School Logo

Welcome to the international Children's Mathematics Network

Google Translate

European Early Childhood Education Research Association journal. Vol. 11. No. 2. 2003. p. 183 – 184.

      "The title Children’s Mathematics aptly describes the purpose of this book, which is to highlight the extent to which children’s mathematical markings can be a window of opportunity. This book attempts to understand how children in the early years (3 – 8 years age range) contemplate and comprehend their mathematical world.

      Over a twelve-year period, Worthington and Carruthers have assembled mathematical evidence from children. They have analysed approximately seven hundred examples of graphics depicting powerful cognition (schemas) which gradually evolve into recognisable forms of mathematics in the early years of children’s development. The examples include an assortment of the authors’ own teaching practices and selections from experiences in other classrooms as consultants, advisors and lecturers. They have also drawn upon their thirteen unpublished research works. Passionate about mathematics, when researching in 1990 they came to the realization that, whilst there was an abundance of literature about literacy, there existed a corresponding lack of material addressing children’s mathematics.

      Children’s Mathematics recognises that teaching and learning practice is shaped by theories past and present and this book is centred upon socio- cultural theory. It commences by focusing upon a sampling of learning theories and examines how they have influenced teachers’ beliefs and practices in respect to children’s expectations and mathematical learning. Mathematics is often viewed from a behaviourist perspective, wherein traditional teaching is the norm. Such a viewpoint warrants scrutiny.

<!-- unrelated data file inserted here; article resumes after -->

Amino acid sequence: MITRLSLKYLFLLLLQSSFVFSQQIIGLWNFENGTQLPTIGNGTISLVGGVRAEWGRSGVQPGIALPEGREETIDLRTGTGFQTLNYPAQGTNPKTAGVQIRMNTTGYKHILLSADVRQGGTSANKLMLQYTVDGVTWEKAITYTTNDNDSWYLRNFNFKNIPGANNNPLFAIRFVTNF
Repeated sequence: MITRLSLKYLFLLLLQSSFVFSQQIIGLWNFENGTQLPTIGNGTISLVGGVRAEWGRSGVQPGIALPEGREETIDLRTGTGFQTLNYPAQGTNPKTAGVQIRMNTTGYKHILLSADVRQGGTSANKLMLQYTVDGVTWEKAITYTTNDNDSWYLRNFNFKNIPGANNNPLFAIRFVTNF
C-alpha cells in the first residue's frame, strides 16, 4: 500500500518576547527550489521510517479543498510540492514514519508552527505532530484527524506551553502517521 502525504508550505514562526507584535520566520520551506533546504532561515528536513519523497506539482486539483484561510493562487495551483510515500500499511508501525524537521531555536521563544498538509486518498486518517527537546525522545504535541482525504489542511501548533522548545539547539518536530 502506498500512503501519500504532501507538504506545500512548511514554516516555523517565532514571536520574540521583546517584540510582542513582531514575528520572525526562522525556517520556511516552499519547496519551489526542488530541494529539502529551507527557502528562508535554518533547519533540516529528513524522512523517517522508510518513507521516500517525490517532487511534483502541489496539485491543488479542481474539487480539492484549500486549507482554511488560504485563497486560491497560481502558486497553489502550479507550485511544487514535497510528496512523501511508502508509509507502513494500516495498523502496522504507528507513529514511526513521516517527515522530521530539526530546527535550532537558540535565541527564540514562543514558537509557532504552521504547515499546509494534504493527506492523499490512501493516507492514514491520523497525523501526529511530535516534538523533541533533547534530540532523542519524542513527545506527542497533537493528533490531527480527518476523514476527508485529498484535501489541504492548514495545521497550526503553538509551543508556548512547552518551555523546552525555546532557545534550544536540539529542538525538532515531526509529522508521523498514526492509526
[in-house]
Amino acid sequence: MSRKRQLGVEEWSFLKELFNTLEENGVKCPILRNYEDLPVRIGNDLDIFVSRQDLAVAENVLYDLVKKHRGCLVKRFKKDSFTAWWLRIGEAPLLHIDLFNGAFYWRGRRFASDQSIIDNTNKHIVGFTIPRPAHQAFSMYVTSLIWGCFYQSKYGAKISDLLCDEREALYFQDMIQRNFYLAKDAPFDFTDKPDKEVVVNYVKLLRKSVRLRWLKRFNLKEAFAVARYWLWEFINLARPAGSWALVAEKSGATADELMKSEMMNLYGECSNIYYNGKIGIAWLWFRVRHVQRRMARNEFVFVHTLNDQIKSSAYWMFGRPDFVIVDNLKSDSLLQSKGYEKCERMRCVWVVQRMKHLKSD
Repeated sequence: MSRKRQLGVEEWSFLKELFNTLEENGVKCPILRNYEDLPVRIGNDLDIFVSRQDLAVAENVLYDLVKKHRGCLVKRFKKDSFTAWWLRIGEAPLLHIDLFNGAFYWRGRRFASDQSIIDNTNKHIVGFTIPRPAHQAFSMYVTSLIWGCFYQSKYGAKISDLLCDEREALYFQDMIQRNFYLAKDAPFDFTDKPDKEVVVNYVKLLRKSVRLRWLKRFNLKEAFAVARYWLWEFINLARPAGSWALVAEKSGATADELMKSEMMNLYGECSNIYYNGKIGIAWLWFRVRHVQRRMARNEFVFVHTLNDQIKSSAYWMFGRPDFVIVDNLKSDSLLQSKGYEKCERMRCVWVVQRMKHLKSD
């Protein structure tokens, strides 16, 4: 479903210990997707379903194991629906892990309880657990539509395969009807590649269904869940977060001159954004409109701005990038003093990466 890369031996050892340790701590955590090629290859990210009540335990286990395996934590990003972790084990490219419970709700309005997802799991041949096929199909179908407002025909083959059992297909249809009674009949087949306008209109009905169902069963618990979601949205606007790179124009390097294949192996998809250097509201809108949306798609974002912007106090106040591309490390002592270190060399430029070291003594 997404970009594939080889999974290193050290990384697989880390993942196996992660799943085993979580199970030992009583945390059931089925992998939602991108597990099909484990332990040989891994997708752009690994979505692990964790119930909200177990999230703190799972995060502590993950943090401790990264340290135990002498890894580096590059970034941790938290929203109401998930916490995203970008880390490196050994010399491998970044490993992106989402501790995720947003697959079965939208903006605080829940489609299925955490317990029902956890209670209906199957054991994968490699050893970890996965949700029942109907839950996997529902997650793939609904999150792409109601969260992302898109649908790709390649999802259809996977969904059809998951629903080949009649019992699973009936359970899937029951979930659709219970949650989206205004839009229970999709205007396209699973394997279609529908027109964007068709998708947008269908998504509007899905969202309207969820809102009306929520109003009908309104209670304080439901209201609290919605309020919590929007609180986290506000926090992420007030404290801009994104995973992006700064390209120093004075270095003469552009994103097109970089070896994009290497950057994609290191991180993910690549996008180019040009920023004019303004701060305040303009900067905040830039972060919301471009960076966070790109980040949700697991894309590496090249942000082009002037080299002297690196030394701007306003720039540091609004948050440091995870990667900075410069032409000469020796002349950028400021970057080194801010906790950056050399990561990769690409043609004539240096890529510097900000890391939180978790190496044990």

In order to comprehend children’s mathematical thinking, the authors applied Athey’s (1990) model of ‘schemas’ – which describe children’s repeated behaviours patterns and are based upon children’s self-interest – as they contain parallels to mathematics. Schemas provide insights into children’s development, because through schemas children grasp ideas intuitively; and so as children explore their world they build upon their natural curiosity about maths. Hence schemas form the ‘footstools’ for more complex thinking about maths. The schematic marks that children initiate during this formative stage help bridge the gap between formal and informal mathematical mathematics. To support children’s schemas is to feed their natural curiosity which, in turn, extends to their mathematical thinking.

      In respect of emergent writing, we are currently in the position we were twenty-five years ago, especially in terms of literacy. Educators then were beginning to understand how children’s earliest scribbles evolved into formalized letters, words and sentences. Those whom understand emergent writing will find it easier to help children move from informal maths to more abstract versions. The authors contend there are important links between children’s early literacy and early mathematical graphics. For while younger children do not place formalized marks on paper as readily as older children, they nevertheless make marks, some of which make mathematical meaning. Although not complementing as adult conception of mathematics, these rudimentary marks are children’s representations fo thoughts and mathematical interpretations. Provided these early graphics are nurtured and developed further, then the written method helps bridge the gap between informal ‘home’ mathematics and more formalized abstract versions.